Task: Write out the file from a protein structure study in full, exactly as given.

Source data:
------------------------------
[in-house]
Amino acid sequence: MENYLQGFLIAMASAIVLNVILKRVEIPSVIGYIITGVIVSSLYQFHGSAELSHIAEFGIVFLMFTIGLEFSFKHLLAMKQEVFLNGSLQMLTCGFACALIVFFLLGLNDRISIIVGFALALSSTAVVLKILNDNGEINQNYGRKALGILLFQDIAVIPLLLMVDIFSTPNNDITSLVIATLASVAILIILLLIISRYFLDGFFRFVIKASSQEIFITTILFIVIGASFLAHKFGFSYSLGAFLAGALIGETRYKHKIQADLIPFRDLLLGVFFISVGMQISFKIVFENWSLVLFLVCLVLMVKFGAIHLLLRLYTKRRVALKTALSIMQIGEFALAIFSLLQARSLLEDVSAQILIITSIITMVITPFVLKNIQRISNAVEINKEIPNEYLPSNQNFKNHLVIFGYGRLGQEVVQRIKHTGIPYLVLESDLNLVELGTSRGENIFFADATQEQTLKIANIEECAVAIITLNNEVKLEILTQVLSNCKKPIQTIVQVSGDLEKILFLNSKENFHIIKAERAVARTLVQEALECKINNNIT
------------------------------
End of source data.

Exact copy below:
[in-house]
Amino acid sequence: MENYLQGFLIAMASAIVLNVILKRVEIPSVIGYIITGVIVSSLYQFHGSAELSHIAEFGIVFLMFTIGLEFSFKHLLAMKQEVFLNGSLQMLTCGFACALIVFFLLGLNDRISIIVGFALALSSTAVVLKILNDNGEINQNYGRKALGILLFQDIAVIPLLLMVDIFSTPNNDITSLVIATLASVAILIILLLIISRYFLDGFFRFVIKASSQEIFITTILFIVIGASFLAHKFGFSYSLGAFLAGALIGETRYKHKIQADLIPFRDLLLGVFFISVGMQISFKIVFENWSLVLFLVCLVLMVKFGAIHLLLRLYTKRRVALKTALSIMQIGEFALAIFSLLQARSLLEDVSAQILIITSIITMVITPFVLKNIQRISNAVEINKEIPNEYLPSNQNFKNHLVIFGYGRLGQEVVQRIKHTGIPYLVLESDLNLVELGTSRGENIFFADATQEQTLKIANIEECAVAIITLNNEVKLEILTQVLSNCKKPIQTIVQVSGDLEKILFLNSKENFHIIKAERAVARTLVQEALECKINNNIT